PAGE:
Only Over 1% of Indian Regular Employees Earn More Than Rs 50,000 Per Month: Report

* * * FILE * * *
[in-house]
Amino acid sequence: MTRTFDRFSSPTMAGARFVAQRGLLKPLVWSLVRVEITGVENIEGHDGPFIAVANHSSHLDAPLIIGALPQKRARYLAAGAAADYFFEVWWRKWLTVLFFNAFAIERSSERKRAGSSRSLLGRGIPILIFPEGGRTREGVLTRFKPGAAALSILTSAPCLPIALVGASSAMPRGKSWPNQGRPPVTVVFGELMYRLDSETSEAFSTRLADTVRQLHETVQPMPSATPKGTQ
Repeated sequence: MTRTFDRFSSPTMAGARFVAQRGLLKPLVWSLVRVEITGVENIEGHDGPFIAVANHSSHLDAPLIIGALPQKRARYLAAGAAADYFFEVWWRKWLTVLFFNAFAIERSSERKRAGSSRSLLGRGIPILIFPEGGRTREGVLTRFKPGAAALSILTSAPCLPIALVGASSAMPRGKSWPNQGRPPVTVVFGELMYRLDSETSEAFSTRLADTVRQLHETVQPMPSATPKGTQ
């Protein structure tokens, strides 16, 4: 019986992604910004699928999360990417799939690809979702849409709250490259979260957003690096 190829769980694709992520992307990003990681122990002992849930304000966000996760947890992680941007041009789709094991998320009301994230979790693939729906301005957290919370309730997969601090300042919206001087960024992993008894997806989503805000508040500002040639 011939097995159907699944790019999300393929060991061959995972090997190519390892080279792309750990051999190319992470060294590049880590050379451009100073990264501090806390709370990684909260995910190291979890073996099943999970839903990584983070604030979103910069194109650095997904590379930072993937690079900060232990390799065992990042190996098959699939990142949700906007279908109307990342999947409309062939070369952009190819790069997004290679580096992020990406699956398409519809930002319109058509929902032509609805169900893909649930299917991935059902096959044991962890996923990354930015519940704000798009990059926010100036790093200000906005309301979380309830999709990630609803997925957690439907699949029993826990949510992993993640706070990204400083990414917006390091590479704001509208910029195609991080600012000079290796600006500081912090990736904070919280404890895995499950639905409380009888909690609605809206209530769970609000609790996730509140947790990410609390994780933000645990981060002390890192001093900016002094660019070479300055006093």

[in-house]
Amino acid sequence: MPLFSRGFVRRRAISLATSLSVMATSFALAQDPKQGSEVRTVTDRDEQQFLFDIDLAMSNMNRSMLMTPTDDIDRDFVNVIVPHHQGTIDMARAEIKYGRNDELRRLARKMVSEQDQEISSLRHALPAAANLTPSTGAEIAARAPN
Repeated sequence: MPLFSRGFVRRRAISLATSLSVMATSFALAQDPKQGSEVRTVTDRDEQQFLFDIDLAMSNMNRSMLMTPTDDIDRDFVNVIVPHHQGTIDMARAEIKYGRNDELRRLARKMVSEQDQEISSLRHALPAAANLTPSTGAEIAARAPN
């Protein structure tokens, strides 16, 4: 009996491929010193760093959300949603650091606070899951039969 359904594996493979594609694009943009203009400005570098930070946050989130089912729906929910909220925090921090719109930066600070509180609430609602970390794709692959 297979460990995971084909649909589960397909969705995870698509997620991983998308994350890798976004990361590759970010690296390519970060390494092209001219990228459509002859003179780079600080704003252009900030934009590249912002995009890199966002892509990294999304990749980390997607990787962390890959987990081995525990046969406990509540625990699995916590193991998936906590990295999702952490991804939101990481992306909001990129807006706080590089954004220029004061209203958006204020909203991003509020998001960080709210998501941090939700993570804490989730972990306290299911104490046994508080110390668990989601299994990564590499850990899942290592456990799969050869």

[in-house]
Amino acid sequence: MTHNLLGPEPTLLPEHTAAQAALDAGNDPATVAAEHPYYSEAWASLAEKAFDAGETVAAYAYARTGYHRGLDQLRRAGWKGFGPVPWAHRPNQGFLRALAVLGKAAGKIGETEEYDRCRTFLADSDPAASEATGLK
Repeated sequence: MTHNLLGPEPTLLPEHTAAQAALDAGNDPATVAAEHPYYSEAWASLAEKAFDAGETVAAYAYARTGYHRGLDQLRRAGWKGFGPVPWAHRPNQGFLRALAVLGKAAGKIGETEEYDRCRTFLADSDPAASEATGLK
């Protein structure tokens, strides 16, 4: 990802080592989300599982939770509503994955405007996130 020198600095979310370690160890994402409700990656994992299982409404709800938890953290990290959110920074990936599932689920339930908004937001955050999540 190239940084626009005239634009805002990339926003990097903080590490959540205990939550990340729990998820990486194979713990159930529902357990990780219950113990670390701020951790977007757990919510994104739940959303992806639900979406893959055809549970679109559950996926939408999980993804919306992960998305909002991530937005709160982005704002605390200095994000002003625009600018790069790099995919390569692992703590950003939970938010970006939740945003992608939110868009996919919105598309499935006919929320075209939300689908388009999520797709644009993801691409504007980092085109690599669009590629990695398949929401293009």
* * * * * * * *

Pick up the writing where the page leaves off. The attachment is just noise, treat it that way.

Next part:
first_imgDespite high economic growth, Indians continue to get low wages, with 57 percent of regular Indian employees earning up to Rs. 10,000 per month in 2015, according to a recent report. Only 1.6 percent of Indian regular employees earned Rs. 50,000 or more per month, the study, “State of Working India,” by Azim Premji University, said, adding that a large majority of Indians are not being paid what is termed a living wage. “The key measure of the quality of jobs is, perhaps, how remunerative they are. Broadly speaking, wage levels have remained low and have grown slowly over the last three decades,” the report said. “Even among regular wage workers, more than half (57%) have monthly average earnings of Rs 10,000 or less, well under the Seventh Central Pay Commission minimum stipulated salary of Rs 18,000 per month. As for casual workers, 59 percent have monthly earnings of up to Rs 5,000.”Between 2010 and 2015, wages, adjusted for inflation, grew at 2 percent per annum for organized manufacturing, 4 percent for unorganized manufacturing, 5 percent for unorganized services, and 7 percent for agriculture. Since 2000, real wages have grown at around 3-4 percent in most sectors, except for agriculture. At this rate, real wages double every two decades. Even in the organized manufacturing sector, 90 percent of the industries pay wages below the CPC minimum. The situation is worse in the unorganized sector, the report said.  The average monthly salary of regular workers is Rs. 13,562 while non-regular employees earned Rs. 5,853 per month. “This can probably account for the extremely high demand for government employment seen all over the country,” it said. In total, 98 per cent earned less than Rs 50,000 per month. “In the age of corporate compensation packages exceeding Rs 20 lakh a year, it is sobering to learn that earning over Rs 1 lakh per month puts a household in the top 0.2 per cent of income earners in the country,” the report said.Among the self-employed, 3.5 percent earned between Rs. 20,001 and 50,000 per month while 0.4 percent earned between Rs. 20,001 and Rs. 50,000. Only 0.1 percent earned more than Rs 1 lakh per month in 2015-16.In the same period, among regular wage or salaried people, 17.7 percent earned between Rs. 20,001 and 50,000 and only 1.4 percent earned between Rs. 50,001 and Rs 1,00,000. Only 0.2 percent reported earning over Rs. 1 lakh per month.For contract workers, 2.1 percent were in the salary range of Rs. 20,001 to Rs 50,000 per month while only 0.1 percent earned Rs. 50,000-1,00,000. None reported earning more than Rs 1 lakh monthly.Although India grew at a better rate, that growth did not or has not translated into jobs. In fact, that growth created fewer jobs than it used to, according to the report. A 10 percent increase in GDP now results in less than 1 percent increase in employment. “Even as GDP growth rates have risen, the relationship between growth and employment generation has become weaker over time,” it said. In the 1970s and 1980s, when the GDP growth was around 3-4 percent, employment growth was around 2 percent per annum. Since the 1990s, and particularly in the 2000s, while GDP growth has accelerated to 7 percent, employment growth has slowed to 1 percent or even less. The ratio of GDP growth to employment growth is now less than 0.1, the report said.  Between 2013 and 2015, total employment shrank by seven million, and the absolute decline has continued past 2015. “As a result, the rate of unemployment among the youth and higher educated has reached 16 percent,” the report said. “It used to be said that India’s problem is not unemployment but underemployment and low wages,” it said, “but a new feature of the economy is a high rate of open unemployment, which is now over 5 percent overall, and a much higher 16 per cent for youth and the higher educated.” The increase in unemployment is clearly visible across India, but is particularly severe in the northern states, the report said, adding that labor productivity in organized manufacturing increased by six times over the past three decades, but wages increased by only 1.5 times. Related ItemsEconomyEmploymentlast_img

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